Ireland: “Budget cuts put human rights at risk”
Strasbourg, 15/09/11 –
“Budget cuts planned in Ireland may be detrimental for the protection of
human rights. It is crucial to avoid this risk, in particular regarding
vulnerable groups of people” said the Council of Europe Commissioner for
Human Rights, Thomas Hammarberg, releasing today a
following his visit to Ireland carried out from 1 to 2 June 2011.
Noting administrative reforms to make government less costly, the
Commissioner stresses the importance of national human rights structures
and calls on the authorities to protect their independence and
effectiveness, refraining from adopting budget cuts and staff reductions
which would limit the capacity and effectiveness of these institutions.
The Commissioner notes the robust legal and institutional framework in
place to combat discrimination, racism and xenophobia. However he
remains concerned that still no legislative change has taken place to
ensure that transgender persons enjoy accurate legal recognition.
Welcoming the on-going discussion on the recognition of the Traveller
community as an ethnic minority group, the Commissioner urges the
authorities to strengthen efforts to promote their integration, in
particular by ensuring quality education, political participation and
In spite of the continuous efforts in the context of the National
Disability Strategy, progress made in the area of mental health remains
slow. “The authorities should step up their efforts as pledged and
invest in community care. They should also ensure that people with
disabilities are not adversely affected by the budget crisis, in
particular in terms of health care and social services.”
Commissioner Hammarberg is worried by allegations of neglect and abuse
of older people residing in privatised care homes. “Investigations into
such allegations should be conducted also with a view to strengthening
the protection of residents of care homes in the future. The more the
aging population increases, the more important it becomes that social
protection systems, health care, housing policies and also
anti-discrimination legislation including in the labour market, are
suitable for older people”. The Commissioner welcomes the establishment
of an inter-departmental committee to investigate possible human rights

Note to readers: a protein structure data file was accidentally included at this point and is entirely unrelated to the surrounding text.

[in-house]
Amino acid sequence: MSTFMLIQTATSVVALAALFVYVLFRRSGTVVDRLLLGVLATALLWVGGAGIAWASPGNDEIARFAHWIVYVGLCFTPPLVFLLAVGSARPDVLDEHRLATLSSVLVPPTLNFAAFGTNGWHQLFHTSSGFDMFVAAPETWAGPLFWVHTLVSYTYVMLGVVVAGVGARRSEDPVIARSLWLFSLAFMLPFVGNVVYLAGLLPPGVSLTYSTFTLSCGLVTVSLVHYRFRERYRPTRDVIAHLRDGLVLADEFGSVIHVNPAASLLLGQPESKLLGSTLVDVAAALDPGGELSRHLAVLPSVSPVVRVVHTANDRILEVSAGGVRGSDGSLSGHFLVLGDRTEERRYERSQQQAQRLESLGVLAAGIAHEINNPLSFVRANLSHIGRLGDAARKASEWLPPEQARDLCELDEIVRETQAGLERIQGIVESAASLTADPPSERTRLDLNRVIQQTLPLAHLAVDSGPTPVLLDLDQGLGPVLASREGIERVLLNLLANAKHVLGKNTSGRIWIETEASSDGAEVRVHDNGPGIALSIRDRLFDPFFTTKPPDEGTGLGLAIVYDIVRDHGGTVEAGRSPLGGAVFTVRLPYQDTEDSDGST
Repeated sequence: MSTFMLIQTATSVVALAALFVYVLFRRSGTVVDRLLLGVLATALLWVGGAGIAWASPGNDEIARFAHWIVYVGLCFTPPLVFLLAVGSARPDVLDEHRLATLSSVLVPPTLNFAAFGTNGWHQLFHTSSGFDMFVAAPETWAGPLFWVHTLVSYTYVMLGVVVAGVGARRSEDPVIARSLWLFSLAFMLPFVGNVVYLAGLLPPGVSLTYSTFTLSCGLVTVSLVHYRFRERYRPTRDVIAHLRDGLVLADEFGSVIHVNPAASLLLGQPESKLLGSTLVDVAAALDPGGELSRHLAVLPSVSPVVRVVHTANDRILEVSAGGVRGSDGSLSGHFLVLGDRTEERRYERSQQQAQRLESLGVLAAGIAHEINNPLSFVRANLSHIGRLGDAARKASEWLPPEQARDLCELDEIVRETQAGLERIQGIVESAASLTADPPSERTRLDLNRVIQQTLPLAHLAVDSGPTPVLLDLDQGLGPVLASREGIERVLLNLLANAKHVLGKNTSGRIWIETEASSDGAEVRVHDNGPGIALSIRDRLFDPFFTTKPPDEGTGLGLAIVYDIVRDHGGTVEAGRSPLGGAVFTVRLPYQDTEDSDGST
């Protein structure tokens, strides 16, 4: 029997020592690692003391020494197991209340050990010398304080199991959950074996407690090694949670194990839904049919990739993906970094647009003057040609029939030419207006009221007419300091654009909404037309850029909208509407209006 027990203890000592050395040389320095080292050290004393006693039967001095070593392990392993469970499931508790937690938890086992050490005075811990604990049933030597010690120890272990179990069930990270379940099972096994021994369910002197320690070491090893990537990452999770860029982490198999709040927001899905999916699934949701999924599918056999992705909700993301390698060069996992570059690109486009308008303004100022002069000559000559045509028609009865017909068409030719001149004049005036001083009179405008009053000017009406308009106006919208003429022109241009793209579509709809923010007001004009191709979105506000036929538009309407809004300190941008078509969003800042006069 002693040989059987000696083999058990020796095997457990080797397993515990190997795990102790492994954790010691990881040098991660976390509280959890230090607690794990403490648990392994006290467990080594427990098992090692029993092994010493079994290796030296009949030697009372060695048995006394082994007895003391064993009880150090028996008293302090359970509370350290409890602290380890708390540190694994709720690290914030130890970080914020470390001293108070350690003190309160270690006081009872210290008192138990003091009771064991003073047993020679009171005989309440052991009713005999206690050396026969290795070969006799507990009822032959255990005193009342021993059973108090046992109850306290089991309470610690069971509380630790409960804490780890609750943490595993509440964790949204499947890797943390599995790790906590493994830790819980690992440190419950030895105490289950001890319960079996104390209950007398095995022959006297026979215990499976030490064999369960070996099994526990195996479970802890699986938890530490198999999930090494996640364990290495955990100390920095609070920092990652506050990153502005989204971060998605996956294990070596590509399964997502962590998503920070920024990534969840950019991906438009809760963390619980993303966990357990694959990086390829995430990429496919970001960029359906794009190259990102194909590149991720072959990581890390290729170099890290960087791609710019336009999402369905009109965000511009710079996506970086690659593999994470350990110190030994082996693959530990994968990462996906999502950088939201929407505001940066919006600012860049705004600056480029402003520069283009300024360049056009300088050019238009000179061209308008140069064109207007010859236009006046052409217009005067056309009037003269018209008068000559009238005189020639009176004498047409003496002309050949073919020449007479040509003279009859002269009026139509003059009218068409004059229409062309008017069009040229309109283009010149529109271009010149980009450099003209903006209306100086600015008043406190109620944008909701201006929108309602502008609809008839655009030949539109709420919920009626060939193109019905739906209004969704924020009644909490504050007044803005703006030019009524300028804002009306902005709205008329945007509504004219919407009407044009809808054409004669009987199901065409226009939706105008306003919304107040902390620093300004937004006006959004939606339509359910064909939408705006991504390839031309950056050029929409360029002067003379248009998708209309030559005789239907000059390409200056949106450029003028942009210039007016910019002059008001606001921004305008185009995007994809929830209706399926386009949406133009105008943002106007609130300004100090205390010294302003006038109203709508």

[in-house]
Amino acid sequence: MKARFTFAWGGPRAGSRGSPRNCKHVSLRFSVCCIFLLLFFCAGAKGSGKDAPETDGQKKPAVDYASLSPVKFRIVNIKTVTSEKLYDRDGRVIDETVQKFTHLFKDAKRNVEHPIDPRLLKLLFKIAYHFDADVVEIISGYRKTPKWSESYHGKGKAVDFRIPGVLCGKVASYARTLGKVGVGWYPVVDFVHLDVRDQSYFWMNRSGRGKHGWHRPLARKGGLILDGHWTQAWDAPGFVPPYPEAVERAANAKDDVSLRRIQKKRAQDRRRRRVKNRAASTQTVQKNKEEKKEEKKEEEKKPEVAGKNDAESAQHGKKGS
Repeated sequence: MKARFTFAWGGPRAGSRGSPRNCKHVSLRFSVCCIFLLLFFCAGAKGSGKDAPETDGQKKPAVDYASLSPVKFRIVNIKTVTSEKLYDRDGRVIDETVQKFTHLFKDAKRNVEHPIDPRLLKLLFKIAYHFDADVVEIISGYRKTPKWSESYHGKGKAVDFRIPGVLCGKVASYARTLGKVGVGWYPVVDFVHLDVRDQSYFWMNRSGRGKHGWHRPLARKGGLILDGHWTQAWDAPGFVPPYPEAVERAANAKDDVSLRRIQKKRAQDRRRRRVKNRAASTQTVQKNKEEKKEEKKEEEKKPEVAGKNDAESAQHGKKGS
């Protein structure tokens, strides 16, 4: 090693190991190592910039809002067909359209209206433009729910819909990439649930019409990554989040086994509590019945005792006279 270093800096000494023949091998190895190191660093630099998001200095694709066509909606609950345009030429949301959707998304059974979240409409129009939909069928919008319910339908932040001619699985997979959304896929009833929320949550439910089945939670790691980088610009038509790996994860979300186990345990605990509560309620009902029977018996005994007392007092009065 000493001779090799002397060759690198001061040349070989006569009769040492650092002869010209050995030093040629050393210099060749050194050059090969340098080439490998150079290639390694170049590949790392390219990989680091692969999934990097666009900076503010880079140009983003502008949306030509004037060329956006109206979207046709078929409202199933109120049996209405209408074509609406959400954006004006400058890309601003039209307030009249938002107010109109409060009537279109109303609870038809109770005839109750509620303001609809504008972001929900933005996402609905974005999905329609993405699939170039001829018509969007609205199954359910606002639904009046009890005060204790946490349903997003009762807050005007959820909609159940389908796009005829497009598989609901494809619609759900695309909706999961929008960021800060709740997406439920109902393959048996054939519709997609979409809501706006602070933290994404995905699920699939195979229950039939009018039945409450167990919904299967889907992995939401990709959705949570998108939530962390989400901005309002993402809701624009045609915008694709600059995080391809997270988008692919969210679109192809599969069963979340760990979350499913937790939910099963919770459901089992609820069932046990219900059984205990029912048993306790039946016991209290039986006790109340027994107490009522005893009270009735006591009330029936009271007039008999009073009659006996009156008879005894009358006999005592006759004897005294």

violations committed in the church-run Magdalene Laundries institutions,
in which women and girls were involuntarily confined between 1922 and
1996 under apparently very harsh conditions. He encourages the
authorities to quickly put in place restorative measures for the victims
and to promote reconciliation.
The Commissioner appreciates the government’s efforts in fostering
children’s rights and considers that anchoring the principle of the
“best interests of the child” in the Irish Constitution, as well as a
complete ban on corporal punishment will strengthen child protection in
Ireland. He commends the authorities’ commitment to ending the
imprisonment of 16 and 17 year old boys in the outdated prison of St.
Patrick’s and recommends that the authorities begin the process soon
with a pilot group.
Finally, the Commissioner urges the Irish authorities to improve and
simplify the asylum and immigration system, ensuring transparent, speedy
decision-making subject to judicial review, and taking into account
internationally agreed principles, such as the right to respect for
family life and the best interests of the child. In this context, the
Commissioner welcomes the increased care for separated asylum-seeking
children and reiterates his recommendation to assign a guardian to each
separated child to enhance protection.
The Irish authorities’ comments are appended to the Report.
Press contact in the Commissioner’s Office:
Stefano Montanari, +33 (0)6 61 14 70 37;
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